Word of the day is "Tanoshimu". It means "Enjoy!", like what you might say before eating dinner.
13.12.2012 7 °C
Eikosan and her two daughters invited Ana and I to help cook a traditional Japanese meal and enjoy it in the comforts of their home. This was a pretty cool offer, except i'm a picky eater and a big wuss when it comes to trying new foods. Although my appetite and ability to try new foods state side has matured plenty, foriegn food remains my nemasis. Is there a phobia out there for those afraid of foods they fear or just don't understand? If not, there should be.
When Eikosan passed me a mysterious gray jello, I felt a shiver crawl up my spine. This gray jello gave me the willies. I'm pretty sure I saw it move on its own just before I picked it up. This little indgredient was not to new to Ana. I glanced at her just before picking it up and she gave me the look that says "Don't do it Keith."
But it's hard to put the jello down and step back when the head chef (Eko San) is giving you the eye. It was like she could read my mind. As transparent as my hesitation may have been, I smiled brightly for the camara and followed orders. I tore it into little pieces and tossed them into the soup.
Once dinner was ready, we prepared the table and snapped a few pics. Someone was definitely watching out for me. This became obvious when they set the plate of fried chicken on the table. "Yahtzee!" We politely passed plates around the table as our eyes began to dig in. For all the non picky eaters out there, allow me to share the experience with you of trying new food. When trying a new food (i.e. vegetable, fruit, meat, etc) you need to mentally prepare for the worst. In this case I was sure the worst case scenario was a projectile vomit across the table followed by people screaming at me. Knowing this would probably happen I closed my eyes, tensed up and opened my mouth.
Drum roll........................delicious. The salad was fresh and crispy. The gray jello mold some how evaporated into the soup, leaving behind a light broth with thinly sliced veggies and a warm coating in my stomach. The rice was cooked perfectly and just sticky enough to make for easy handling with my chop sticks.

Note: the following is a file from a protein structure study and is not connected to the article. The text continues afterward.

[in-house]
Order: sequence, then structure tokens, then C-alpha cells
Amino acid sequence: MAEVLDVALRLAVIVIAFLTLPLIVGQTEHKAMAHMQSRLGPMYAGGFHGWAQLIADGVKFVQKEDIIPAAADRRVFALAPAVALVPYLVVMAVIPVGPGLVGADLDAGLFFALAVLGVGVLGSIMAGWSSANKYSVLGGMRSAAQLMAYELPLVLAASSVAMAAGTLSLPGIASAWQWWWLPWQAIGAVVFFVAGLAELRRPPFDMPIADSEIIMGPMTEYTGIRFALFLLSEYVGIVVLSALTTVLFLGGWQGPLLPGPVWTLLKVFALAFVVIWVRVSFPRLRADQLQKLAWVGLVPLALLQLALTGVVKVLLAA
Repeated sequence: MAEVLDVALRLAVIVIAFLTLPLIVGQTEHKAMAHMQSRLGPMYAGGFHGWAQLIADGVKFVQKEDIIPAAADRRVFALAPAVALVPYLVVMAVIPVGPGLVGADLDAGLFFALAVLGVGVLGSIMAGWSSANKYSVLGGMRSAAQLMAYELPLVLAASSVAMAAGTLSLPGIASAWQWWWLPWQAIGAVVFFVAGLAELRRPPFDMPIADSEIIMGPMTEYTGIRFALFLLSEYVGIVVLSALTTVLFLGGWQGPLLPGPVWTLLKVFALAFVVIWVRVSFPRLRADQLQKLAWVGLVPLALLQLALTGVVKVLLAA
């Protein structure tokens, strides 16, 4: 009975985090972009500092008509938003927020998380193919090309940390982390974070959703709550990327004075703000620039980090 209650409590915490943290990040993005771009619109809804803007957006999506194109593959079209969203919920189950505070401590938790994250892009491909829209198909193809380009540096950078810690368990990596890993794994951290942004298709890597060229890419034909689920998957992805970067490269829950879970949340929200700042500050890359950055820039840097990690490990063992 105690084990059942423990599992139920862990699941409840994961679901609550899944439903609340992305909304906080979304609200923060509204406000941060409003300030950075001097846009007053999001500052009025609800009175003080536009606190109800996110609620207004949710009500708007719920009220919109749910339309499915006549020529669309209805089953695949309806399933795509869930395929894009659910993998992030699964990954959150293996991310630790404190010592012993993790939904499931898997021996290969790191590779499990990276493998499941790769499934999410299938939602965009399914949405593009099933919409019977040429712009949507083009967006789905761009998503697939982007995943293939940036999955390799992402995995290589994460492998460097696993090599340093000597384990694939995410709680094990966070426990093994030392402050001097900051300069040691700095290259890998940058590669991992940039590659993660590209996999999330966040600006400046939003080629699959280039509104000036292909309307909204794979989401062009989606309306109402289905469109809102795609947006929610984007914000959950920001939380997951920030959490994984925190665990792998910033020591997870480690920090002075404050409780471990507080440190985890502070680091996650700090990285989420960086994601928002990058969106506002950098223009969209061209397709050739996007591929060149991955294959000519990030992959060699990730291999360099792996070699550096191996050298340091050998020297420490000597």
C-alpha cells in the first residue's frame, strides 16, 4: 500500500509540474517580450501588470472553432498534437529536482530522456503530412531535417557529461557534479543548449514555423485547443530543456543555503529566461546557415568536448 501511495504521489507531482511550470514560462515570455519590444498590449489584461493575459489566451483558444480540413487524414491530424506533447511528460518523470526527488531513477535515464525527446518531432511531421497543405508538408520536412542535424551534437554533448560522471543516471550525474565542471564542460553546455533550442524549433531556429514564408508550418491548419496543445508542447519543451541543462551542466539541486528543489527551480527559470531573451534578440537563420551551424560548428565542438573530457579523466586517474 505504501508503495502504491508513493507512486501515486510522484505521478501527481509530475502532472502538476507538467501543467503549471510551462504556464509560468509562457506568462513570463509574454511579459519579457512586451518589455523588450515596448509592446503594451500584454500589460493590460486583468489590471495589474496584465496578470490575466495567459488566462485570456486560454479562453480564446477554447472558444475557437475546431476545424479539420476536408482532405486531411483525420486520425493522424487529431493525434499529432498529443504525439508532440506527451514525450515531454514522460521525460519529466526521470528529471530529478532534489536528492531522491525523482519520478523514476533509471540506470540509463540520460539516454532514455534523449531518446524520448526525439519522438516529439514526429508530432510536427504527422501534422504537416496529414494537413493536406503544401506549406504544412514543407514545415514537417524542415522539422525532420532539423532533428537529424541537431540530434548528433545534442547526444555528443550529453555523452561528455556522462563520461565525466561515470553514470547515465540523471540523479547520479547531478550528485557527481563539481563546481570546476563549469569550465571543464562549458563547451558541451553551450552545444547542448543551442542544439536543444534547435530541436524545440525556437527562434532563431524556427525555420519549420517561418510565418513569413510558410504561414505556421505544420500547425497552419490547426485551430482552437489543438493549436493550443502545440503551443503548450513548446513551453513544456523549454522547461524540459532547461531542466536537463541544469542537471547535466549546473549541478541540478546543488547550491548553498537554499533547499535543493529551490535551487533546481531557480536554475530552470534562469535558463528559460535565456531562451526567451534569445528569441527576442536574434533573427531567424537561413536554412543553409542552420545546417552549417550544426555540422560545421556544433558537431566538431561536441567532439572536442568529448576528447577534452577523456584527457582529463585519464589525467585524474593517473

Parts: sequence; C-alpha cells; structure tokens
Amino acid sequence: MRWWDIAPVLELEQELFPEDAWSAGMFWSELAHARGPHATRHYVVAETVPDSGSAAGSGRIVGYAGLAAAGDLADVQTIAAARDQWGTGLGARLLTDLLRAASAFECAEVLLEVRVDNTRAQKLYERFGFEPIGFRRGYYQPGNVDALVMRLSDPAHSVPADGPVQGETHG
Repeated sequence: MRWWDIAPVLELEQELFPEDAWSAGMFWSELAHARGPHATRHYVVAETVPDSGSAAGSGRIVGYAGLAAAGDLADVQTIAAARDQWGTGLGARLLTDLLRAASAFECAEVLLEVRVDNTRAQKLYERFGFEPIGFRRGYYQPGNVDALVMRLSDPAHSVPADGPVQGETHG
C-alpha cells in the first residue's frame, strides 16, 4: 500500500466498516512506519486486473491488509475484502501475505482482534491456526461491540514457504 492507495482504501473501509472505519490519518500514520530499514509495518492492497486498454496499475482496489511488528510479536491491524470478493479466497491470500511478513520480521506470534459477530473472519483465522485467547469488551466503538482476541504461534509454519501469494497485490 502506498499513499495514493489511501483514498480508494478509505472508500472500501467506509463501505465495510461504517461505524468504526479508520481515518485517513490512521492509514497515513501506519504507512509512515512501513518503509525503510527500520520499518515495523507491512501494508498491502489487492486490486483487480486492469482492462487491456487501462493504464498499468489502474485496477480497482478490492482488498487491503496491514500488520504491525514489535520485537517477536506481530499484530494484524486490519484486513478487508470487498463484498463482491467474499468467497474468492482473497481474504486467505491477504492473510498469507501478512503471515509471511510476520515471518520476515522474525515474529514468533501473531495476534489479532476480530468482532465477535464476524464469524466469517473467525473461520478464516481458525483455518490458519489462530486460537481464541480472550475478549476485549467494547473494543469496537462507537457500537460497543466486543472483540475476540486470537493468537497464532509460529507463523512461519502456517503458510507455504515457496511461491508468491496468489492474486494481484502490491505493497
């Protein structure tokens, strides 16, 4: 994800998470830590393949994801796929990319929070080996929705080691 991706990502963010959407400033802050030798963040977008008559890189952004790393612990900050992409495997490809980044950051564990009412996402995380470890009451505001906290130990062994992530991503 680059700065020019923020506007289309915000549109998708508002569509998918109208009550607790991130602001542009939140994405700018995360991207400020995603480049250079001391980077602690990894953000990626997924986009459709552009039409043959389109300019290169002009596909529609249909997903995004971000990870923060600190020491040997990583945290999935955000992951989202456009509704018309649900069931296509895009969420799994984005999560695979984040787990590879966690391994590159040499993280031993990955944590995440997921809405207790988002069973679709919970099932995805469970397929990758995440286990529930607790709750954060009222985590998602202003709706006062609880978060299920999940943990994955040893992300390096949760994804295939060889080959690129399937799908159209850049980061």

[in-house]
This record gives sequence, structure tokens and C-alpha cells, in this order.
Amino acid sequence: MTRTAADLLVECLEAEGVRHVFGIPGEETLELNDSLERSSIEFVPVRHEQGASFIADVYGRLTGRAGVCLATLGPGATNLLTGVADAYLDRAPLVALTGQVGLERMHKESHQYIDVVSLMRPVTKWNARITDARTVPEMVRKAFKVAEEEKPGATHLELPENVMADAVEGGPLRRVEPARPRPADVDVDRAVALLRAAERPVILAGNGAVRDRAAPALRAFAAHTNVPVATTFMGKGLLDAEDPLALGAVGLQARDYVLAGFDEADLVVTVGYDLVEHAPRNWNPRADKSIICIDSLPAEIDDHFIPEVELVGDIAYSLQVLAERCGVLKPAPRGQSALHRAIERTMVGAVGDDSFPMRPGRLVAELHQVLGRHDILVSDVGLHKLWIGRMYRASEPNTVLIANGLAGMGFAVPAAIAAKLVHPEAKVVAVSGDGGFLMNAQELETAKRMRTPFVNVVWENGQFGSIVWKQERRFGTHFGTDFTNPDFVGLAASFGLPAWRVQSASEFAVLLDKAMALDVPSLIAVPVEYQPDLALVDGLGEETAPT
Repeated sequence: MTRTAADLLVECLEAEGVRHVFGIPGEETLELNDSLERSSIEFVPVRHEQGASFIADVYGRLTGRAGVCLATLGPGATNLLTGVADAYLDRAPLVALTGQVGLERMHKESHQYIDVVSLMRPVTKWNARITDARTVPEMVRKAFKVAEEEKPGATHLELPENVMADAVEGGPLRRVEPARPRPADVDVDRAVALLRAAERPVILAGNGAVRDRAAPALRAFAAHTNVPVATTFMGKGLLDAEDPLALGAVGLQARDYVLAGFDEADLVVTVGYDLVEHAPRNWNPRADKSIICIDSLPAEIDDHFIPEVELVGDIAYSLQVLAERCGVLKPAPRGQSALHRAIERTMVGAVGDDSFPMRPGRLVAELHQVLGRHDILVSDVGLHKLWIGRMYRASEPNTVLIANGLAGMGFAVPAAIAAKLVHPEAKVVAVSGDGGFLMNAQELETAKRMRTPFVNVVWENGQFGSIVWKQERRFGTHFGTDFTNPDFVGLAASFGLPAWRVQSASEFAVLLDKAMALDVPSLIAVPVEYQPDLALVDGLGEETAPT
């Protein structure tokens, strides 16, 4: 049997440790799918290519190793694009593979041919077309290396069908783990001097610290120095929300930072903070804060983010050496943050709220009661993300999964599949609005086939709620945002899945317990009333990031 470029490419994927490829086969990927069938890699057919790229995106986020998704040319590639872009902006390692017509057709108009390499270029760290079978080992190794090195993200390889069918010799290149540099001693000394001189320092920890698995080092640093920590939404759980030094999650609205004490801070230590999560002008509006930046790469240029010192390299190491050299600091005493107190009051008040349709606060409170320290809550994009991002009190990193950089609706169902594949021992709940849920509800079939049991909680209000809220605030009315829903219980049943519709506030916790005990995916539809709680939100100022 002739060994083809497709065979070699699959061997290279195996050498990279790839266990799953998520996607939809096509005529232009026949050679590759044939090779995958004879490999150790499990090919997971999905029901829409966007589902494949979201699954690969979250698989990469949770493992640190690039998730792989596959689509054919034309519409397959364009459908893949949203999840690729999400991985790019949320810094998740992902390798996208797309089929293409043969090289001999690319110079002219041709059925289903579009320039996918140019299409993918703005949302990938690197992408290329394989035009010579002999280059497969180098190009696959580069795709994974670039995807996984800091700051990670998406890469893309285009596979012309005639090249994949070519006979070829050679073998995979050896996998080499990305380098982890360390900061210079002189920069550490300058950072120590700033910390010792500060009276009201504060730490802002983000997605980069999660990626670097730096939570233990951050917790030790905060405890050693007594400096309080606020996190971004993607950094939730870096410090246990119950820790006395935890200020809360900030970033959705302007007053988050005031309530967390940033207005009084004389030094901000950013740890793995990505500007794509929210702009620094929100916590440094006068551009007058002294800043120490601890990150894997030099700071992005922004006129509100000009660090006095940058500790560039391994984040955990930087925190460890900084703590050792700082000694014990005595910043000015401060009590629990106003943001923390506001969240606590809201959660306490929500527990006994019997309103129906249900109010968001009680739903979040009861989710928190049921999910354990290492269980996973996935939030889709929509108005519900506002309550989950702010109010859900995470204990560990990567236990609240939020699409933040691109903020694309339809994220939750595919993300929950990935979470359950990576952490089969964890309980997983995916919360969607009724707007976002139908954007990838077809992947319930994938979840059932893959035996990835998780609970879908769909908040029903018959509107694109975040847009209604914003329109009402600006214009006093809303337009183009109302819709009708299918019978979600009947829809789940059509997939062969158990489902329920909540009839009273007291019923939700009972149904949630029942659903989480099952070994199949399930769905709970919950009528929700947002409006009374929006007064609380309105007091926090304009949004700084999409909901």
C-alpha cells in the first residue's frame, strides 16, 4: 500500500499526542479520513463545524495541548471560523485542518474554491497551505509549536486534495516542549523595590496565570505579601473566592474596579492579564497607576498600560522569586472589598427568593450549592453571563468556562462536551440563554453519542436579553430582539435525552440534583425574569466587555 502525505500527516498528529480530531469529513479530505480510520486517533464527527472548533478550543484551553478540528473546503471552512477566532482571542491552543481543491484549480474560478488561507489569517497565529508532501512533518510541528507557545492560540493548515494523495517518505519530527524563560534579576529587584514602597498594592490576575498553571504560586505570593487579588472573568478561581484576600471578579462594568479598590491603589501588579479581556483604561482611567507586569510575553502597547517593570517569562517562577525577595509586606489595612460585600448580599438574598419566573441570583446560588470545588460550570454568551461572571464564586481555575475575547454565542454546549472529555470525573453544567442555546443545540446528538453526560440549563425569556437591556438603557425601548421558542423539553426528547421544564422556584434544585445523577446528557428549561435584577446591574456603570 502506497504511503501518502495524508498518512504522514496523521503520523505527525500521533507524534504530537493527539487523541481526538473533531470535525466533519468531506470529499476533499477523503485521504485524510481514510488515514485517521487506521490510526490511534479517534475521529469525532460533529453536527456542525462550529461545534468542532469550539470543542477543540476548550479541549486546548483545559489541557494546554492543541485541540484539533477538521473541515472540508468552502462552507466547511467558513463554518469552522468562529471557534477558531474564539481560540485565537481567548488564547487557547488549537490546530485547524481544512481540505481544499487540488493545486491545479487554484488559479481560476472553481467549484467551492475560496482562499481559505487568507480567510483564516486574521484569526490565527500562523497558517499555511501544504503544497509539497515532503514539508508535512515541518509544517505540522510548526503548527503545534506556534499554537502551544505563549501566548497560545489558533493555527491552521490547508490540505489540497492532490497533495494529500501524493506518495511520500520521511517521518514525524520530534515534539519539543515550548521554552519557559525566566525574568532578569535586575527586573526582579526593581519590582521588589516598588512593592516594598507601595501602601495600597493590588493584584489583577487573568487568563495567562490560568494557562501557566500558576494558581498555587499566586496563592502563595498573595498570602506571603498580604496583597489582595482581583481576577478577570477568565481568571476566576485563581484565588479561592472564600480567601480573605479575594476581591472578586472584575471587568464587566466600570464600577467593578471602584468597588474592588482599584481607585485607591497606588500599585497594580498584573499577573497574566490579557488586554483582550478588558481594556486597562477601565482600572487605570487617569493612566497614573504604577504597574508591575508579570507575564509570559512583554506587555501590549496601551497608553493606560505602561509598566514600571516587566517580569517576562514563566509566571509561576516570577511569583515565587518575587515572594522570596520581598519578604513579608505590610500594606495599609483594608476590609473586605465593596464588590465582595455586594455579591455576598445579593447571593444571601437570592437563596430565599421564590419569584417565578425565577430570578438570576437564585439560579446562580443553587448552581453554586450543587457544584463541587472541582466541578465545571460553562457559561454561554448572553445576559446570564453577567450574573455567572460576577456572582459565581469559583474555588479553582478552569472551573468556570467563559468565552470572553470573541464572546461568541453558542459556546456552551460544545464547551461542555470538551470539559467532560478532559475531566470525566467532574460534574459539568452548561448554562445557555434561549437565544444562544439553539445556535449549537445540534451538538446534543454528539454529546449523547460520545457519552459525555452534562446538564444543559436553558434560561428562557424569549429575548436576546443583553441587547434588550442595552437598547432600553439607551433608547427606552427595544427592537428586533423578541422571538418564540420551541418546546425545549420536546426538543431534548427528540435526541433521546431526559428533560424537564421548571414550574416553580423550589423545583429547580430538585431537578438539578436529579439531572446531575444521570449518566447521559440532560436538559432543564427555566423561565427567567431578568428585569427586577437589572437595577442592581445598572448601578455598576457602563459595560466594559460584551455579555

The fried chicken was just as one would expect, heavenly. Who knew this fried animal (sorry Kelli) could bring me back to America. Cornel Sanders didn't even compare to this chicken. Here I am enjoying this tasty meal, when the keeper of the house (Eko San) puts a small dish of sauce next to my plate. Its thin base and tan color made me think spicy, authentic Japanese sauce. I'm in. I firmed up a piece of chicken between my sticks and reached for the sauce only to hear a gasp of breath around the table. The two younger daughters and Eko San were clearly not agreeing with this move. "What are they trying to say?", I thought. They all sat motionless for a few moments before Eko San gave me the clue I was after. She made a drinking motion with her hand. Then she whispered the word "TEA". Ahh... tea, of course. At this point we had a good laugh around the table as the ice had finally broken.
The night ended well. Ana and I left with food in our stomachs and new cooking strategies for our next meal. On our way to the subway we had good laugh about the gray jello and spicy chicken sauce. It was a successful night of breaking down the barriers between cultures and managing beyond the limits of my comfort zone. Kan Pai!
Until the next time,
Hope you are all doing well and enjoying your holiday!
I found the gray jello like substance in the produce section of the super market. I'd like to share more about what it is, but I have no idea what it's made of or what it's uses are. For now it will have to remain as the mystery jello.